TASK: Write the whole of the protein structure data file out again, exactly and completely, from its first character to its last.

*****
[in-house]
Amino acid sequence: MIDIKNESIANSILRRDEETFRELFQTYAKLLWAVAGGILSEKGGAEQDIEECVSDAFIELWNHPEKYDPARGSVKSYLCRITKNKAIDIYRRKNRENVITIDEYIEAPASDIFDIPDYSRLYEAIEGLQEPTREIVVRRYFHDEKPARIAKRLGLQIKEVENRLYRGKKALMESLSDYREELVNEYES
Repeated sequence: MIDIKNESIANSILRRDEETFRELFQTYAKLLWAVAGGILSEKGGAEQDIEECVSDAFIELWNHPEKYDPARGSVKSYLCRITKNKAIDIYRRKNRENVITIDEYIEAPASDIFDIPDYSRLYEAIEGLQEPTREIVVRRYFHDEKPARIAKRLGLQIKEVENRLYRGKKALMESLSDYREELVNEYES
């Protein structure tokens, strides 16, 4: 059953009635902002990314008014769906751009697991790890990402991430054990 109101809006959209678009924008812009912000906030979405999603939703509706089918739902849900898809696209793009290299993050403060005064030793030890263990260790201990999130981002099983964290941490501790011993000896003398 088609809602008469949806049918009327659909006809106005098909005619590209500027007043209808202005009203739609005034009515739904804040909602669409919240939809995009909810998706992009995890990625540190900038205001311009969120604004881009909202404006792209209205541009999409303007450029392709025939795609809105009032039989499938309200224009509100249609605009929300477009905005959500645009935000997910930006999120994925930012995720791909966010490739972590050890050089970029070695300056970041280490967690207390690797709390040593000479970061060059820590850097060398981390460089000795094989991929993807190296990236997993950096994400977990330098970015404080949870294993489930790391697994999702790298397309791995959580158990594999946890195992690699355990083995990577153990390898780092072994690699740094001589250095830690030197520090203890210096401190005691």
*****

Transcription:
[in-house]
Amino acid sequence: MIDIKNESIANSILRRDEETFRELFQTYAKLLWAVAGGILSEKGGAEQDIEECVSDAFIELWNHPEKYDPARGSVKSYLCRITKNKAIDIYRRKNRENVITIDEYIEAPASDIFDIPDYSRLYEAIEGLQEPTREIVVRRYFHDEKPARIAKRLGLQIKEVENRLYRGKKALMESLSDYREELVNEYES
Repeated sequence: MIDIKNESIANSILRRDEETFRELFQTYAKLLWAVAGGILSEKGGAEQDIEECVSDAFIELWNHPEKYDPARGSVKSYLCRITKNKAIDIYRRKNRENVITIDEYIEAPASDIFDIPDYSRLYEAIEGLQEPTREIVVRRYFHDEKPARIAKRLGLQIKEVENRLYRGKKALMESLSDYREELVNEYES
């Protein structure tokens, strides 16, 4: 059953009635902002990314008014769906751009697991790890990402991430054990 109101809006959209678009924008812009912000906030979405999603939703509706089918739902849900898809696209793009290299993050403060005064030793030890263990260790201990999130981002099983964290941490501790011993000896003398 088609809602008469949806049918009327659909006809106005098909005619590209500027007043209808202005009203739609005034009515739904804040909602669409919240939809995009909810998706992009995890990625540190900038205001311009969120604004881009909202404006792209209205541009999409303007450029392709025939795609809105009032039989499938309200224009509100249609605009929300477009905005959500645009935000997910930006999120994925930012995720791909966010490739972590050890050089970029070695300056970041280490967690207390690797709390040593000479970061060059820590850097060398981390460089000795094989991929993807190296990236997993950096994400977990330098970015404080949870294993489930790391697994999702790298397309791995959580158990594999946890195992690699355990083995990577153990390898780092072994690699740094001589250095830690030197520090203890210096401190005691």